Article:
Or we could build $100,000 condos for the poorest 10 million single parents who are struggling to raise the next generation of contributors.
Considering that the nation is underbuilt by millions upon millions of units —which pushes up the prices for everyone else — using a 100% capital gains tax to build millions of homes is a no-brainer.
Taxing unearned capital gains at 100% would be a boon for sheltering the poorest of the poor.
A 100% capital gains tax would create long-term community stability
Nearly 7 million houses changed hands last year, and the number of moves is growing every year.
The average American moves every five years.
And that’s not including poor renters, who are uprooted every two years so their land-lorders can jack prices on their next rent-serfs.
The average American now moves 11.4 times in their lifetime.
We don’t even know the full social and mental health impact yet, but community stability requires rootedness. It requires for-life and generational investment. It requires individuals and families to make a community their home.
With a 100% capital gains tax, far fewer people would move, and movers would move far less often. After all, if moving doesn’t make you any money, you might as well stay put.
Instead of playing the real estate game — trading up houses constantly — more people would truly settle down and actually get to know their neighbors.
A 100% capital gains tax would de-commodify the real estate market
Housing speculators would hate a 100% tax on their unearned real estate gains.
Their entire business model is to reap where they have not planted.
Having a 100% tax on capital gains sends a loud and clear message to society:
That this democracy doesn’t reward people who try to extract a passive profit off of the human necessity of shelter.
Adam Smith said that capitalism is all about incentives. For-profit land-lording is so obviously anti-human and anti-flourishing, and eventually society will stop rewarding vultures who hold human wellbeing hostage for a hefty fee.
A 100% capital gains tax would deflate the housing bubble
Make no mistake, taxing unearned real estate profits would make land-lorders and land-bankers head for the hills.
By de-financializing the human necessity of shelter, investors would hunt for easy money elsewhere.
People would still make a good living building houses, and others will still make a good living renovating houses, but we’d see a glorious end to valueless property-flippers and insufferable passive income bros.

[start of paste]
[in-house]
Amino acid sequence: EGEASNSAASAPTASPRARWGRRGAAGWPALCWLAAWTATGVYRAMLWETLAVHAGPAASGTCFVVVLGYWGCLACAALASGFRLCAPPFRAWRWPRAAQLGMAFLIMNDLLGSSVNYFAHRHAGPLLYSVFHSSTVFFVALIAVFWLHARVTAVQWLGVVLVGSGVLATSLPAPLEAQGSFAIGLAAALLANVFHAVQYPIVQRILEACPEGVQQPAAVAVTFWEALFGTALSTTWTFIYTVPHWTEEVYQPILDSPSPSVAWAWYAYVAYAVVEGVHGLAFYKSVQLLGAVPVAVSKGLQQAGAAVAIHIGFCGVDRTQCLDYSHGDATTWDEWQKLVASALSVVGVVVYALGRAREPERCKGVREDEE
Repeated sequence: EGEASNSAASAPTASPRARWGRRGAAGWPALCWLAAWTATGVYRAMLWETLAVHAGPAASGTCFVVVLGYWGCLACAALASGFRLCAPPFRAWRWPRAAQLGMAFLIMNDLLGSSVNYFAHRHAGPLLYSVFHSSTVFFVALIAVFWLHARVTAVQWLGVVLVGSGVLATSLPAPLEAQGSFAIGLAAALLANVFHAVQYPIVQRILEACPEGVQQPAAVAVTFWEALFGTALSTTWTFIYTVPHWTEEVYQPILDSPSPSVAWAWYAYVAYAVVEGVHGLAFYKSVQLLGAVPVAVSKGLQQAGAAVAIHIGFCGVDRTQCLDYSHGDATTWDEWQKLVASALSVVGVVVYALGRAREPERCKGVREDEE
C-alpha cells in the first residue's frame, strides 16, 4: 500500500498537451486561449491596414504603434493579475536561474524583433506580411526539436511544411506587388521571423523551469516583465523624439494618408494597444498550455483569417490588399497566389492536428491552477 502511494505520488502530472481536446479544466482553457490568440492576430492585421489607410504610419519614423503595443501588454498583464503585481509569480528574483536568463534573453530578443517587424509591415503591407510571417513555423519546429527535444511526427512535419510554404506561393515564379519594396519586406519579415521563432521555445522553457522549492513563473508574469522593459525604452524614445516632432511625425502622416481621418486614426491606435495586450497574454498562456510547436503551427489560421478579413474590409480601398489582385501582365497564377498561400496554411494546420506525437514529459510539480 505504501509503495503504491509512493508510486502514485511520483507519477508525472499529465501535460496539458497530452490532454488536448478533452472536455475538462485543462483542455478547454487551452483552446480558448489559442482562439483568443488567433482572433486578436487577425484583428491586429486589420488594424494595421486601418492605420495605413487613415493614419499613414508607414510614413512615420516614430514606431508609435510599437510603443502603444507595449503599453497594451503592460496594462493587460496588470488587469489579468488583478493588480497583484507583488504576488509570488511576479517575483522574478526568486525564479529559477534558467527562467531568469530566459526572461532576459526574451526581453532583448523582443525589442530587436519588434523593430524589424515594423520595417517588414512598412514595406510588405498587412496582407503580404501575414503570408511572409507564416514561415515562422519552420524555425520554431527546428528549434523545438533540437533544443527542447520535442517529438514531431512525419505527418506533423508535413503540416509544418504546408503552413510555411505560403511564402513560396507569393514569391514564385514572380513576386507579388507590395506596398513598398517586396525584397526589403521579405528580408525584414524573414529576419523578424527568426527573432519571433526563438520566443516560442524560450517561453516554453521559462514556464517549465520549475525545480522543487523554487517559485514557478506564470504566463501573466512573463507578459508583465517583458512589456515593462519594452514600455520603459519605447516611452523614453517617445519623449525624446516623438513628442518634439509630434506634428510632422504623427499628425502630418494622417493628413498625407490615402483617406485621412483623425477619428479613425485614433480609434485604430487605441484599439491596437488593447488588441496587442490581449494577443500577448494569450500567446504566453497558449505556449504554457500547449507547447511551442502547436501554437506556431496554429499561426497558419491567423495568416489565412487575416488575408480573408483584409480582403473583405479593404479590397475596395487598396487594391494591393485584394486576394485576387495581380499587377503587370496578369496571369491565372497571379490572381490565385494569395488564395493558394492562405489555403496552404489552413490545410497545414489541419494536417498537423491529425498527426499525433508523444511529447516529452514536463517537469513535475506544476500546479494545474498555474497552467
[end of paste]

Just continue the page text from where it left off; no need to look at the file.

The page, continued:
And when you finally remove financialization from human shelter, prices will fall back to reality, where they should be — at roughly 2–3X the annual income of a single earner.
Then we can all stop wasting our lives just to stay sheltered.
Then we can start saving the planet, re-building civilization, and loving our neighbors.
A 100% capital gains tax would rescue millions of tenants from the clutches of land-lorders
It’s quite telling that housing affordability, income, and the percentage of homeowners by state is correlated.
When houses are more affordable, more people can afford to own a home.
When houses are expensive, land-lorders trap tenants with high rents so they can never save up enough to escape from rent-serfdom.
But when speculators flee the market and house prices go back to 2–3X the annual income of a single earner, tens of millions of renters will be able to buy for the first time, helping to close the ever-widening gap between the rich and poor.
Timing is crucial
Introducing a 100% capital gains tax is tricky.
If you put it into law tomorrow, up-to-their-eyeballs homeowners would freak out.
And investors, like diseased rats on a sinking ship, would scurry to cash out before the markets tanked.
Then you’d have a 2008-style situation on your hands. Your options would then be to let millions of families lose their homes and life savings (the Obama method), or declare a long-overdue debt jubilee.
You can just wait until the market crashes.
Rather than popping the bubble with a 100% capital gains tax, we can just wait until the bubble naturally pops, and then introduce the 100% capital gains tax so it never reflates again.
If only there was a massive real estate bubble about to burst…
A 100% capital gains tax on real estate would:
create massive revenues to build affordable homes
encourage long-term community stability
de-commodify a human necessity
deflate the housing bubble
rescue millions of tenants from the clutches of land-lorders
help close the wealth inequality gap
ensure the end of real estate market crashes
deliver affordable homeownership for generations to come
So of course it will never happen.
The love of money is the root of all kinds of evil.
And Americans love their unearned money.
Surviving Tomorrow is a reader-supported publication. To receive new posts and support my work, consider becoming a free or paid subscriber.